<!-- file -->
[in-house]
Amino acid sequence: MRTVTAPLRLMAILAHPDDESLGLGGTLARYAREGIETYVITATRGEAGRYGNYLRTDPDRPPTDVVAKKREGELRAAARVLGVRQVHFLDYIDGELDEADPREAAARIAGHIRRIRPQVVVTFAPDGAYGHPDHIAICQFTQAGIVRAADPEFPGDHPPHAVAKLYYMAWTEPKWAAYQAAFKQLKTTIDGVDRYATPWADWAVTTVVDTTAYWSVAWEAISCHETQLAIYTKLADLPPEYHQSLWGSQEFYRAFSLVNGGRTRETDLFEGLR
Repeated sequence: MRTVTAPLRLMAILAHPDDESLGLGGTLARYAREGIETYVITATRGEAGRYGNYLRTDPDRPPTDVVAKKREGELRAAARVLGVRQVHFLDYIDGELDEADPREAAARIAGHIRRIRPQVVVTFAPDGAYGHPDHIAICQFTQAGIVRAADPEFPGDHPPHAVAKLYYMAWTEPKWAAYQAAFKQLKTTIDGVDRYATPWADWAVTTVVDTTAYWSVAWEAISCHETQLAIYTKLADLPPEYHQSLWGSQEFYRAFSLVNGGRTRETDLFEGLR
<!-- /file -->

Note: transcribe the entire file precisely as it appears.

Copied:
[in-house]
Amino acid sequence: MRTVTAPLRLMAILAHPDDESLGLGGTLARYAREGIETYVITATRGEAGRYGNYLRTDPDRPPTDVVAKKREGELRAAARVLGVRQVHFLDYIDGELDEADPREAAARIAGHIRRIRPQVVVTFAPDGAYGHPDHIAICQFTQAGIVRAADPEFPGDHPPHAVAKLYYMAWTEPKWAAYQAAFKQLKTTIDGVDRYATPWADWAVTTVVDTTAYWSVAWEAISCHETQLAIYTKLADLPPEYHQSLWGSQEFYRAFSLVNGGRTRETDLFEGLR
Repeated sequence: MRTVTAPLRLMAILAHPDDESLGLGGTLARYAREGIETYVITATRGEAGRYGNYLRTDPDRPPTDVVAKKREGELRAAARVLGVRQVHFLDYIDGELDEADPREAAARIAGHIRRIRPQVVVTFAPDGAYGHPDHIAICQFTQAGIVRAADPEFPGDHPPHAVAKLYYMAWTEPKWAAYQAAFKQLKTTIDGVDRYATPWADWAVTTVVDTTAYWSVAWEAISCHETQLAIYTKLADLPPEYHQSLWGSQEFYRAFSLVNGGRTRETDLFEGLR